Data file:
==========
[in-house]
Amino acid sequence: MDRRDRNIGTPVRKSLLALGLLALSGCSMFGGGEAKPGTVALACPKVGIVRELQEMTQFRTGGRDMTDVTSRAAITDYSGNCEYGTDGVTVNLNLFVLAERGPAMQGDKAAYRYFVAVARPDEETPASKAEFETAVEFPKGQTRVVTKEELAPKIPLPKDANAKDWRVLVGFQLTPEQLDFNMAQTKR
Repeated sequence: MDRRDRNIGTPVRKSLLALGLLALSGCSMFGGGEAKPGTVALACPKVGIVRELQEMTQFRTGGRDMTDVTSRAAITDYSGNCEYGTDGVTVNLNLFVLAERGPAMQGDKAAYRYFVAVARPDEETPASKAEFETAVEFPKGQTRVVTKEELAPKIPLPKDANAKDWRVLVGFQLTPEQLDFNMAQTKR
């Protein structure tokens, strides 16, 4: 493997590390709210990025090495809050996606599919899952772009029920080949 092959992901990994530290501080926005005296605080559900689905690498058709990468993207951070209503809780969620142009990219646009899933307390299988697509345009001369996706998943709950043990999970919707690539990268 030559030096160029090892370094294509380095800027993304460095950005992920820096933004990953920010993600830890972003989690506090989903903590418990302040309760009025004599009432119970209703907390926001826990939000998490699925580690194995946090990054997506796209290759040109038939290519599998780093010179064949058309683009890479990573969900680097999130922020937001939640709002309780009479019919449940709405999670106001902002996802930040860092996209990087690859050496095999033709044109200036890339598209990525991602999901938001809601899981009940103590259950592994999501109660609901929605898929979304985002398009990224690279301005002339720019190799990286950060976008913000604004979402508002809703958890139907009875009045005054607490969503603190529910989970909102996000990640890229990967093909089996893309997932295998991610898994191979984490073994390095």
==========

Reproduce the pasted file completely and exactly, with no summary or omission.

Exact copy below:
[in-house]
Amino acid sequence: MDRRDRNIGTPVRKSLLALGLLALSGCSMFGGGEAKPGTVALACPKVGIVRELQEMTQFRTGGRDMTDVTSRAAITDYSGNCEYGTDGVTVNLNLFVLAERGPAMQGDKAAYRYFVAVARPDEETPASKAEFETAVEFPKGQTRVVTKEELAPKIPLPKDANAKDWRVLVGFQLTPEQLDFNMAQTKR
Repeated sequence: MDRRDRNIGTPVRKSLLALGLLALSGCSMFGGGEAKPGTVALACPKVGIVRELQEMTQFRTGGRDMTDVTSRAAITDYSGNCEYGTDGVTVNLNLFVLAERGPAMQGDKAAYRYFVAVARPDEETPASKAEFETAVEFPKGQTRVVTKEELAPKIPLPKDANAKDWRVLVGFQLTPEQLDFNMAQTKR
């Protein structure tokens, strides 16, 4: 493997590390709210990025090495809050996606599919899952772009029920080949 092959992901990994530290501080926005005296605080559900689905690498058709990468993207951070209503809780969620142009990219646009899933307390299988697509345009001369996706998943709950043990999970919707690539990268 030559030096160029090892370094294509380095800027993304460095950005992920820096933004990953920010993600830890972003989690506090989903903590418990302040309760009025004599009432119970209703907390926001826990939000998490699925580690194995946090990054997506796209290759040109038939290519599998780093010179064949058309683009890479990573969900680097999130922020937001939640709002309780009479019919449940709405999670106001902002996802930040860092996209990087690859050496095999033709044109200036890339598209990525991602999901938001809601899981009940103590259950592994999501109660609901929605898929979304985002398009990224690279301005002339720019190799990286950060976008913000604004979402508002809703958890139907009875009045005054607490969503603190529910989970909102996000990640890229990967093909089996893309997932295998991610898994191979984490073994390095």